Angel investors are typically high net worth individuals who invest very early into the formation of a new startup company, usually in exchange for convertible debt or equity. Angel investors serve as a critical bridge between the very early stages of a startup and financing they’ll get later on. That’s because angels are much more likely than other types of investors to take on high risk investments without much proof of return. In other words, they’re betting on you and your idea — not your metrics.
Angel investors tend to invest in companies that are in industries they know a lot about. So, for example, if an angel investor made a lot of money in the real estate industry, you can imagine they would be most comfortable putting money back into that industry. After all, they know the industry, including the right questions to ask, what kinds of opportunities exist — and who’s BS’ing them.
That’s not to say that it’s the only criteria for angel investors. They may have made their money in gold mining, but are looking to make investments in tech companies because they think that’s where the big upside opportunity is.
While you wouldn’t want to count out an angel investor who didn’t come from your industry, you would definitely want to seek out those who might have a built-in affinity to your industry first.
So how do you find an angel investor? One way is by seeking out angel investor groups or networks, which are exactly what they sound like: Groups of angel investors who get together to invest their money, in order to have a greater impact than they would on their own.
There are two different types of angel investor groups: formal (official groups of angel investors) and informal (like your friends and family, if that’s your background).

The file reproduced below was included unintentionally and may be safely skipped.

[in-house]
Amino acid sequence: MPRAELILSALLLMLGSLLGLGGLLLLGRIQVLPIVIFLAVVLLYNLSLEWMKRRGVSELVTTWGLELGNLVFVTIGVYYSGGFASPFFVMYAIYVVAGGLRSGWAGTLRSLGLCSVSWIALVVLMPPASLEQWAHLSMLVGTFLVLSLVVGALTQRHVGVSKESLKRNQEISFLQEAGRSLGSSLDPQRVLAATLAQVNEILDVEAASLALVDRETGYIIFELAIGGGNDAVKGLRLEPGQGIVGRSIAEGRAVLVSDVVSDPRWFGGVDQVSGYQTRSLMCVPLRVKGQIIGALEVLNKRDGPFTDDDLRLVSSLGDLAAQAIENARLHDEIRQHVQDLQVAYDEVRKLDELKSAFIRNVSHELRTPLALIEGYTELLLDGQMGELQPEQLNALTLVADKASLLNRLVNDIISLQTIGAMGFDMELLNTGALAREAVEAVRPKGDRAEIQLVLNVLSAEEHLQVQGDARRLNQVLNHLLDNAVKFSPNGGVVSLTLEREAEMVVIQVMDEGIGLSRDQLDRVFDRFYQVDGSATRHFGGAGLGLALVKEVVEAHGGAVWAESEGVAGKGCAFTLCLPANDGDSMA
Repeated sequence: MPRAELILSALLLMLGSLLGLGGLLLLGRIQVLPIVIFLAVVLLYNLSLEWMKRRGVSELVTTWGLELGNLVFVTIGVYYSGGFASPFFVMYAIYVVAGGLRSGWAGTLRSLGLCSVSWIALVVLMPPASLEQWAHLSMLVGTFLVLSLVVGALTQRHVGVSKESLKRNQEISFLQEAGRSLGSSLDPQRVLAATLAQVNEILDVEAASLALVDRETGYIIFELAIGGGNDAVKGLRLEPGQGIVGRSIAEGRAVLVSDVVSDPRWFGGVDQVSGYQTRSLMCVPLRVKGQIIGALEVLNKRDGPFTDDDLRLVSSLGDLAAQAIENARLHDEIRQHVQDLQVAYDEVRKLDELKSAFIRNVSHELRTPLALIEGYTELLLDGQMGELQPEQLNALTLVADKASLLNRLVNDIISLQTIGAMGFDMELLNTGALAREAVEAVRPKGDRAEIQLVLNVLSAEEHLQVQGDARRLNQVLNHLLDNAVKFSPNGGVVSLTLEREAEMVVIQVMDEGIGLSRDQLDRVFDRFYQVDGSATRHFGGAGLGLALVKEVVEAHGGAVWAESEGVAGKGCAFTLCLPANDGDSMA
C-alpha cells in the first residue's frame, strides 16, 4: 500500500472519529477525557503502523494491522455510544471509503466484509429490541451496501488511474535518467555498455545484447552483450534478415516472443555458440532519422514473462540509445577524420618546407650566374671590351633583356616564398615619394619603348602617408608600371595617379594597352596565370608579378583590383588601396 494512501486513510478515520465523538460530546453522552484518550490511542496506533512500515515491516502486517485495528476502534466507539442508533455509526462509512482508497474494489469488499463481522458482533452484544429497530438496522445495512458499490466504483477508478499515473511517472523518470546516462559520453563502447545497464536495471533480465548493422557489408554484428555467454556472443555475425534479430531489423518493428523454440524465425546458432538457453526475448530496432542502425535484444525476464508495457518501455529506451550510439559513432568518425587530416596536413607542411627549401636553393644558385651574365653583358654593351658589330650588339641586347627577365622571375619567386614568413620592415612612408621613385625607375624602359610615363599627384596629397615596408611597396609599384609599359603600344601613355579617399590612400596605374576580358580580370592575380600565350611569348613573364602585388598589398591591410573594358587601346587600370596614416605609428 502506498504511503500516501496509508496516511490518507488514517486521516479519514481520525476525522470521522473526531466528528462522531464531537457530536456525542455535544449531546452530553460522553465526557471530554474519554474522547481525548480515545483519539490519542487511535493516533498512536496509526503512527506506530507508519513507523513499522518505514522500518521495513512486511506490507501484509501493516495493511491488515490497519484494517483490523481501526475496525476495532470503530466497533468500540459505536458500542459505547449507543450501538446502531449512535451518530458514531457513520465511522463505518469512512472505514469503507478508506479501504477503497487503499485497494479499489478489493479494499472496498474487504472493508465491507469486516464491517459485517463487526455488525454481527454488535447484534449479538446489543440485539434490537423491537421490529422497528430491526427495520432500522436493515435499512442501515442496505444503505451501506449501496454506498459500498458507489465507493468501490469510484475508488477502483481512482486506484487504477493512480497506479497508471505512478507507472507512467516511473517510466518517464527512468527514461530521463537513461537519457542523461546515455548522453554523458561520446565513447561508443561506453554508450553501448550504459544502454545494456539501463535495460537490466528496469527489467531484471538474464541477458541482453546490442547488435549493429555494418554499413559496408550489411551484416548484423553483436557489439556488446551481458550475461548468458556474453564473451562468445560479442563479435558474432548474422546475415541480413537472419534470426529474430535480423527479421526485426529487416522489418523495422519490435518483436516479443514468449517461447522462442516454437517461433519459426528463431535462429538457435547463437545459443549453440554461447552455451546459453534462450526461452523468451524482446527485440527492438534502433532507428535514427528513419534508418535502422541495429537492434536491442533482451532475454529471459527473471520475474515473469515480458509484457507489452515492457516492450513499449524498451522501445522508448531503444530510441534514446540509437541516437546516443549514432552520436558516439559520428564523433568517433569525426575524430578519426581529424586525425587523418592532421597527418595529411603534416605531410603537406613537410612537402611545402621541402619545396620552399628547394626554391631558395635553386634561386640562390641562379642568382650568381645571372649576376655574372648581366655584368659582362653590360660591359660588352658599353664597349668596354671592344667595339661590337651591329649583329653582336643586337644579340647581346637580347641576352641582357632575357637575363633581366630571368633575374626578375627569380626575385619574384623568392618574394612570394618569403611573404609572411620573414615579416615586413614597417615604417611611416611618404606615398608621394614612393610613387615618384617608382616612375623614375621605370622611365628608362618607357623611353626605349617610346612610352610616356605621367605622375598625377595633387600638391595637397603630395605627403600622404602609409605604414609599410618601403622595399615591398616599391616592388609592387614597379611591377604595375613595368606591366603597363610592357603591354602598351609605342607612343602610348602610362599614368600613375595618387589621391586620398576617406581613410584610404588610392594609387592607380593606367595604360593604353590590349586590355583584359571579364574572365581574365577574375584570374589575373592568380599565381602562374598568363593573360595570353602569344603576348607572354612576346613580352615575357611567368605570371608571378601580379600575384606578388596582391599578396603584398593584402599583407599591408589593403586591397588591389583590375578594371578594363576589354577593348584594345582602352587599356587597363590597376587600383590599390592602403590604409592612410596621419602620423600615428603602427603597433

Let’s take a look at both.
Angel investor groups There are angel networks and groups that, on the surface, look like the best and efficient way to get in touch with angel investors. But consider one thing: If you can find them, so can other founders.
That means they get bombarded with emails, pitches, and proposals. What’s the likelihood that your email is going to get through the flood of emails that they receive every hour of every day.
But that doesn’t mean all hope is lost! Do your homework and find a warm connection, even when approaching an angel group or network. It’s your best bet if your goal is to actually get in front of an angel investor and not just to end up automatically in the reject pile.
Online angel platforms Recent years have also seen a mini explosion of online platforms for angel investors. Angel Capital Association is one, with more than 13,000 accredited angel investors. Each site is going to have its own requirements and expectations for connecting with angels, however, so pay attention to the rules and processes outlined on their site.
And again, remember: They’re getting a lot requests. Follow their rules and then do your homework to see if you can find a warm connection, even if you’re connecting through a site. You’re always more likely to be successful with a warm intro than with a cold call or email.
Angel investor groups Finally, angel investor events happen across the country. They’re a great opportunity to get your startup in front a range of angel investors who are actively looking to invest. Do a quick search engine search to see if any pop up in your region.